Fit to Live

   The level of exercise and diet information has grown exponentially over the years in lieu of the onslaught of obesity. There is always some new way to workout. There are so many methods that espouse ways to tone up that if you’re not confused by now you will be. I am a former aerobics instructor and gym rat. I was obsessed with needing a flat stomach, toned arms, and great thighs. Over the years I lifted heavy weights, used the stair master for hours every week, and took my measurements at least once a week to make sure I wasn’t ballooning up!

   Well if it’s one thing I’ve learned is that being excessive does not always serve us in the long run. I’ve ended up with three implants, shoulder, knee, and hip. In December of this year I will have the other knee done. What I find amusing is that there are multitudes of individuals who are replacing parts, but there are few articles or establishments that cater to this genre of the population. Oh, yes there are rehab facilities and you can see a physical therapist if your doctor writes you a script. But why are we ignoring a faction of society that is growing by leaps and bounds?

   I am no longer at the point where I can climb a wall, swing on a rope, or even attempt to do a pushup. So many of the programs today are geared to seduce people into pushing themselves beyond their limitations. Does anyone really have to carry a log on their back while going uphill? The biggest loser always has people doing things that in my mind border on insanity. Does anyone ever get chosen for that show that has arthritic issues, like hands that have a hard time holding weights, backs that are compromised, or ankles that hurt when you walk. I know extra weight doesn’t help, but aging reminds us over and over that we may not have been kind to our bodies and those bodies remind us of it everyday.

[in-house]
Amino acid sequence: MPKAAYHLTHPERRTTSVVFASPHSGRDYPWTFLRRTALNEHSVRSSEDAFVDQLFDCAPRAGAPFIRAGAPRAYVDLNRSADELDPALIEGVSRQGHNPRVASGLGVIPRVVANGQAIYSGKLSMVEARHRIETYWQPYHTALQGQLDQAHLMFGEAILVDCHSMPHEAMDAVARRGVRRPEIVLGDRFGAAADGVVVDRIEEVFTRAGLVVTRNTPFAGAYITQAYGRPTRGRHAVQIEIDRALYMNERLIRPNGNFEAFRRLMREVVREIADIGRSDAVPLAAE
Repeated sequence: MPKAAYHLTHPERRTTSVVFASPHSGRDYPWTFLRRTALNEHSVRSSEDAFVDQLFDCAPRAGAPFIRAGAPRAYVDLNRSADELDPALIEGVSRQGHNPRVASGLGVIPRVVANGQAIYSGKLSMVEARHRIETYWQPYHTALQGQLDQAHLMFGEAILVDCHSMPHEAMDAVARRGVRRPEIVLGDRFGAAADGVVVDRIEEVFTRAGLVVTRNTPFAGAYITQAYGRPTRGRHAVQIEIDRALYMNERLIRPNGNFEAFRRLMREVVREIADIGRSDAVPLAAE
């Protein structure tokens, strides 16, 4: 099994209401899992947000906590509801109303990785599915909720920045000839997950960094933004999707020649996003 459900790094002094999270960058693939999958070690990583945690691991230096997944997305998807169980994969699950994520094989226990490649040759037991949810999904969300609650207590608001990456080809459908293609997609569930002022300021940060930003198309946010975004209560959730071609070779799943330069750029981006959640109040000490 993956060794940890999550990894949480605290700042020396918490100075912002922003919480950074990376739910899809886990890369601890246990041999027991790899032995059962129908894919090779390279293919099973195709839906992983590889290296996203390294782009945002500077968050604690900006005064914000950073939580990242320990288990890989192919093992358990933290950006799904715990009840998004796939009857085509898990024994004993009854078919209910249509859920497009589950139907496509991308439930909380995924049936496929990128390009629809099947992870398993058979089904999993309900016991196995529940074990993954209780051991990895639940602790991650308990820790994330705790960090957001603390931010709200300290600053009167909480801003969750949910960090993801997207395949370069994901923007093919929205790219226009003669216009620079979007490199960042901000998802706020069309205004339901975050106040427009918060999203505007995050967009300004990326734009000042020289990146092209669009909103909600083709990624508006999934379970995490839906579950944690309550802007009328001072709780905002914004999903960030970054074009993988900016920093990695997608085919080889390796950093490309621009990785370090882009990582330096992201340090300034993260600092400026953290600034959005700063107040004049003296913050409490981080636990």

Eleven thousand people are reaching sixty-five everyday. Many of them are saddled with limitations that make simple everyday tasks difficult. Where are the fitness programs or fitness centers for us? I know you can go to a gym and hire a personal trainer, but you need to have someone who is both a physical therapist and a fitness trainer.

   Yoga has some possibilities but at this point in time I would have to modify the modifications. I think the time is ripe for an enterprising individual to create a wellness center for the aging population. it would serve everyones interests. An senior who is capable of being more physically autonomous puts less burden on family and community. I’m ready for a “elder cool” exercise haven..How about you?

About lorettalaroche

An international stress management and humor consultant whose wit, and irreverent humor, has, for over 30 years raised the humor potential in all of us. She is on the Mass General advisory council for anxiety and depression and was recently awarded the National Humor Treasure Award. Loretta writes a weekly newspaper column called, ‘Get a Life’.

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6 Responses to Fit to Live

  1. I agree… I love rebounding and hula hooping, both low impact.. I’ll do till i’m 103… 😉

  2. paulajschlick@yahoo.com says:

    Fabulous right now I’m with you hundred percent

    Sent from Paula’s iPhone

  3. Glenn says:

    I think the answer you may be looking for is in the ancient art of Tai Chi. There is a wonderful school – Tai Chi and Qi Gong with Fang at The Spire in downtown Plymouth run by Fang Chih Lee. She is a wonderful master.

  4. Sheliah says:

    I am in total agreement with you, Loretta!

  5. yaisage says:

    Thank you for putting this thought out there! Institutions, take note! In my neighborhood “yoga for round people” is offered, but at 75 I have issues of balance and nerve damage. I value my autonomy dearly, but have “modified the modifications”. When I see a walker or scooter, I whisper to myself, “Not yet, not yet.” May we keep calm and wobble on!

  6. As baby boomers are getting into their 60’s I’m sure there soon will be

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